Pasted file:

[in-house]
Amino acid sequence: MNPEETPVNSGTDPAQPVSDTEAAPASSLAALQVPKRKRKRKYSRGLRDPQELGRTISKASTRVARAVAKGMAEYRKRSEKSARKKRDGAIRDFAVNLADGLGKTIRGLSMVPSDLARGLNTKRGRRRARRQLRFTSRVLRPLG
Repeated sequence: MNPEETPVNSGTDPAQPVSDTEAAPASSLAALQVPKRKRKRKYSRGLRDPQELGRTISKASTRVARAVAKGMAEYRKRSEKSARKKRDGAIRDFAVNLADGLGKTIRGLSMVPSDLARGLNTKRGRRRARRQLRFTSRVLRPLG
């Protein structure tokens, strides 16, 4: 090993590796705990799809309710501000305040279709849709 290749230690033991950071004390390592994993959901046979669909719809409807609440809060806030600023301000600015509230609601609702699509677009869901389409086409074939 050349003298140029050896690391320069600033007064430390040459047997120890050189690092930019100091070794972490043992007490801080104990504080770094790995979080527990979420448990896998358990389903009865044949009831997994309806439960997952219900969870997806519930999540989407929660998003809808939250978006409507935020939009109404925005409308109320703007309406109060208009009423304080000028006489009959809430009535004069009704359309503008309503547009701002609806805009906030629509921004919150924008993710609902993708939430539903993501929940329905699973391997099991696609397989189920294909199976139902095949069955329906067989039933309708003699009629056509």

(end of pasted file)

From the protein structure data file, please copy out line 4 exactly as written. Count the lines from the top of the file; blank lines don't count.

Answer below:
């Protein structure tokens, strides 16, 4: 090993590796705990799809309710501000305040279709849709 290749230690033991950071004390390592994993959901046979669909719809409807609440809060806030600023301000600015509230609601609702699509677009869901389409086409074939 050349003298140029050896690391320069600033007064430390040459047997120890050189690092930019100091070794972490043992007490801080104990504080770094790995979080527990979420448990896998358990389903009865044949009831997994309806439960997952219900969870997806519930999540989407929660998003809808939250978006409507935020939009109404925005409308109320703007309406109060208009009423304080000028006489009959809430009535004069009704359309503008309503547009701002609806805009906030629509921004919150924008993710609902993708939430539903993501929940329905699973391997099991696609397989189920294909199976139902095949069955329906067989039933309708003699009629056509």